PG&E Releases Comprehensive Natural Gas Pipeline Safety Plan

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Pacific Gas and Electric Company (PG&E) has proposed a multi-year modernization plan to make its natural gas transmission pipeline system one of the safest in the country. The utility filed the plan with the California Public Utilities Commission (CPUC), which is now in the process of setting new, more stringent safety and performance requirements for natural gas utilities in the wake of the tragic San Bruno accident.
  The plan outlines steps the utility intends to take over the next several years to rigorously verify and upgrade the integrity of all of its nearly 6,000 miles of gas transmission pipelines to meet strict new statewide safety standards. The planned measures include :

  • Strength testing all pipe segments that have not been previously strength tested (including those previously exempted by federal regulations), replacing segments that should be replaced, and retrofitting pipelines to allow internal inspections, or “pigging”;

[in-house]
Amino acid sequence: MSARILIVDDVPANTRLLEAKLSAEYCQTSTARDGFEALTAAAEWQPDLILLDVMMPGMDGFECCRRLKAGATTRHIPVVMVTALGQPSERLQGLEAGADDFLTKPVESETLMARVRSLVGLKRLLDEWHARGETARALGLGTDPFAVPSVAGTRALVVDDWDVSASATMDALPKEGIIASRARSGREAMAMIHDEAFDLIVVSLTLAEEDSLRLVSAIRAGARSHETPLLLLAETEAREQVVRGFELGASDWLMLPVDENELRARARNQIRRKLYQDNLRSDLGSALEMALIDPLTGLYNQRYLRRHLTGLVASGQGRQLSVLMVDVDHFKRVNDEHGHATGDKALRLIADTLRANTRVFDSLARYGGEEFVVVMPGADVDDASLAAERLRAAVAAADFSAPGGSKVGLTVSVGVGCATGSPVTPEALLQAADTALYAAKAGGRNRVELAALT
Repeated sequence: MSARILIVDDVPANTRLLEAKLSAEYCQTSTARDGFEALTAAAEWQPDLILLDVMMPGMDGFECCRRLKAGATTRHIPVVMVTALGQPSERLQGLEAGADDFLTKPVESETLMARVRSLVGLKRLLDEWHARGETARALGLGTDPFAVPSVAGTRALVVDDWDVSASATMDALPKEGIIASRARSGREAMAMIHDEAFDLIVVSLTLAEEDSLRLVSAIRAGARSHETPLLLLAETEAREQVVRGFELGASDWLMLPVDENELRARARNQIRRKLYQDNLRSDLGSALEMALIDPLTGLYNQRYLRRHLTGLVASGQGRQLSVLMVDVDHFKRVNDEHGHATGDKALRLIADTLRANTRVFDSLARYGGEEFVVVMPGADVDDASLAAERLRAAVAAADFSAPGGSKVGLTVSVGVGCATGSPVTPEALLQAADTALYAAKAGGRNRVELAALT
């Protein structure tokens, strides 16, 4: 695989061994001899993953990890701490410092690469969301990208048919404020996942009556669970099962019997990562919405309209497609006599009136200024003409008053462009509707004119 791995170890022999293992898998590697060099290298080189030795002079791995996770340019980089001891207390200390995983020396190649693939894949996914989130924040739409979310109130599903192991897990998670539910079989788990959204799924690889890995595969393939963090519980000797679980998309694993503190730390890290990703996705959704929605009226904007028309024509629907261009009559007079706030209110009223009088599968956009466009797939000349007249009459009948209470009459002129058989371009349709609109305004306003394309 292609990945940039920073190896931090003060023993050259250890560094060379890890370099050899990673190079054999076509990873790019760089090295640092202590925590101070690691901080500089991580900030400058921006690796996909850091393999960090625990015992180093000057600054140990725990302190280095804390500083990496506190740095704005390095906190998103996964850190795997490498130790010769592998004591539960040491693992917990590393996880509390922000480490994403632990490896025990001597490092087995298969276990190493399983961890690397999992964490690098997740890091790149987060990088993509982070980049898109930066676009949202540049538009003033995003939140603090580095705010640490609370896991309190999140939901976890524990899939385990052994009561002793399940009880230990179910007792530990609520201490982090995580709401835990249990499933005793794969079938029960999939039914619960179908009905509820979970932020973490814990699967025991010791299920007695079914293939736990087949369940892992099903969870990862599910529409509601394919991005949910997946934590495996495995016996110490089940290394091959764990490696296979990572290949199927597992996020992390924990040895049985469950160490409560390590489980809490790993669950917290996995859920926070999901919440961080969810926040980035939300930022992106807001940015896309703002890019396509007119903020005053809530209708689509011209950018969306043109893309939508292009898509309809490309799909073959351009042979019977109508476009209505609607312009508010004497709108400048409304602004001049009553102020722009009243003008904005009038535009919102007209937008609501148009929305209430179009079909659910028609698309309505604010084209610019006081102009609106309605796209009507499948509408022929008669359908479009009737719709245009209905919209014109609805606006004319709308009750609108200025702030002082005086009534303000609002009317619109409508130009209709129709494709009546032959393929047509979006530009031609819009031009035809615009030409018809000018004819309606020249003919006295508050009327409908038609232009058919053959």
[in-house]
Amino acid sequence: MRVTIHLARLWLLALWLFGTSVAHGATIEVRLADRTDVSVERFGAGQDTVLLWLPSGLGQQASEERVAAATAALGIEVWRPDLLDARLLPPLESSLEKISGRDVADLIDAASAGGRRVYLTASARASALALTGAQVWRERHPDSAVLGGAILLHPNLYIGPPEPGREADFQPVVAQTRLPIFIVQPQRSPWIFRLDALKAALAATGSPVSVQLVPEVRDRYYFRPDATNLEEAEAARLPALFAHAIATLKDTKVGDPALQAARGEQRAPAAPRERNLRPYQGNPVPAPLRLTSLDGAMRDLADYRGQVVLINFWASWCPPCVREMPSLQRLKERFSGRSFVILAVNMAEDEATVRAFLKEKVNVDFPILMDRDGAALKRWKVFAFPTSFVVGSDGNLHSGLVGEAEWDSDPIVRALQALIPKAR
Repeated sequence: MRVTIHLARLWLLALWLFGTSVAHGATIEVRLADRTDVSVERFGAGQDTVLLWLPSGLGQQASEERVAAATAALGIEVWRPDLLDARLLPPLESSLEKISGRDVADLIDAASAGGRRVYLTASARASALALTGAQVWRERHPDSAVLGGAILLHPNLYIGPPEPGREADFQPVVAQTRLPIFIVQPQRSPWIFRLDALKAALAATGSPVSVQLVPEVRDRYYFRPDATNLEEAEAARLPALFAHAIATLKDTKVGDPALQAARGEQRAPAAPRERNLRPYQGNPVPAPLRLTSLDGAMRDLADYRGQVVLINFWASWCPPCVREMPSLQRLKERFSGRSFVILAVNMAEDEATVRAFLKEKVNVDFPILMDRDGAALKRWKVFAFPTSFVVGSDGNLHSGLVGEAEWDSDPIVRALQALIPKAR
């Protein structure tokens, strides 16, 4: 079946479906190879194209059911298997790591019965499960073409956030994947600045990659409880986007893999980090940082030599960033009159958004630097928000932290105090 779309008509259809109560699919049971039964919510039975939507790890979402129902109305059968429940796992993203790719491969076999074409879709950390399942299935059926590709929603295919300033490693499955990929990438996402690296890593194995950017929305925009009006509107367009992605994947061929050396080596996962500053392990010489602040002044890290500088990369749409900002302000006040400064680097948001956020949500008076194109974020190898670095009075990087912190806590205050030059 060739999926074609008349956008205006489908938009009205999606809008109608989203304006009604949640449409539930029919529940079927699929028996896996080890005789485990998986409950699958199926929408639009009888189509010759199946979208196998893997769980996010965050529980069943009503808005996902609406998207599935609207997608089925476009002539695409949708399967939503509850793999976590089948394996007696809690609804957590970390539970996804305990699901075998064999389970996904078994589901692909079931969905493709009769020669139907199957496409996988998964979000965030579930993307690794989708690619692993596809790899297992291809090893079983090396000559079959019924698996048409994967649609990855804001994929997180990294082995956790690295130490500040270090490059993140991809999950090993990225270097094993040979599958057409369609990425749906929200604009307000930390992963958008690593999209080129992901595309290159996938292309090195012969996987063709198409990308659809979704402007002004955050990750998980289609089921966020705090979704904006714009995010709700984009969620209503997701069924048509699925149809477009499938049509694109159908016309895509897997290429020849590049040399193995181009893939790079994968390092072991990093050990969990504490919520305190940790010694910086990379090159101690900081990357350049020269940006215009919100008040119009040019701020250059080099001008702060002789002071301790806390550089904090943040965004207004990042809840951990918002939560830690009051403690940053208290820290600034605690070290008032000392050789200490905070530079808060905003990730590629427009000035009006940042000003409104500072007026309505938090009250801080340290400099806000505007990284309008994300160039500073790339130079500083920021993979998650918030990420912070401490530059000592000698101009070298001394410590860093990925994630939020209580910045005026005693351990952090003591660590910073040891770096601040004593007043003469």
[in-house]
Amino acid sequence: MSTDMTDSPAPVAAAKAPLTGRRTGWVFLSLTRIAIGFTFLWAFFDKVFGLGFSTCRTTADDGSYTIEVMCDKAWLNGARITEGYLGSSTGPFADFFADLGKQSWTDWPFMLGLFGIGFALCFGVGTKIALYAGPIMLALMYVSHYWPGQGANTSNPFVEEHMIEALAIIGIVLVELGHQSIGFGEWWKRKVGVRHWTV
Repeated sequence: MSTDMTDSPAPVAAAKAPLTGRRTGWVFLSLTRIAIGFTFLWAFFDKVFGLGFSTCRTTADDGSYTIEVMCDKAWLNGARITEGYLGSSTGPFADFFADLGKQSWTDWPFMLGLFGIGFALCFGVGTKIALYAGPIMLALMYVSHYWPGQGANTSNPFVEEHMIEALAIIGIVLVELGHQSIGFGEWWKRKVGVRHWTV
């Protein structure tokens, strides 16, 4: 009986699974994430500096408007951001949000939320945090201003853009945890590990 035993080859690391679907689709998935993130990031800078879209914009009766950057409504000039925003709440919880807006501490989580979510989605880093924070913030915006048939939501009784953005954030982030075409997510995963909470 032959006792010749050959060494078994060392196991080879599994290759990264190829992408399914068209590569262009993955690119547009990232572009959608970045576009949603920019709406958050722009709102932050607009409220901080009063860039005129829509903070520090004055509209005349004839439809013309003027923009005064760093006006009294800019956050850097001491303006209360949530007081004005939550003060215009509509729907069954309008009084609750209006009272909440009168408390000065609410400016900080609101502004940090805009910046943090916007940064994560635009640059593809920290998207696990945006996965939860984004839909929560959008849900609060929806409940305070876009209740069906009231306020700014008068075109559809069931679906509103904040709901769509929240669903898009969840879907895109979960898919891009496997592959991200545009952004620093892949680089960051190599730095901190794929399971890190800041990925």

• Enhancing electronic monitoring of the gas system to identify operational issues and prevent or quickly locate pipeline ruptures;
  • Expanding the use of automated valves to isolate and minimize damage if any pipeline ruptures do occur; and
  • Transitioning from traditional paper records and consolidating all of its gas transmission pipeline data into an integrated electronic data management system to strengthen system operations, maintenance, inspections and regulatory compliance.

  “This plan represents a clear break with the way PG&E and other gas utilities once approached pipeline safety,” said Nick Stavropoulos, executive vice president of Gas Operations for PG&E.  “Under the CPUC’s leadership, with PG&E’s full support, the state has taken lessons learned from several independent investigations of the San Bruno tragedy and adopted new standards to help ensure that such an accident never happens again. Our multi-year plan to test, verify and upgrade the integrity of our gas transmission pipelines will meet those rigorous standards and help California lead the natural gas industry in pipeline safety.”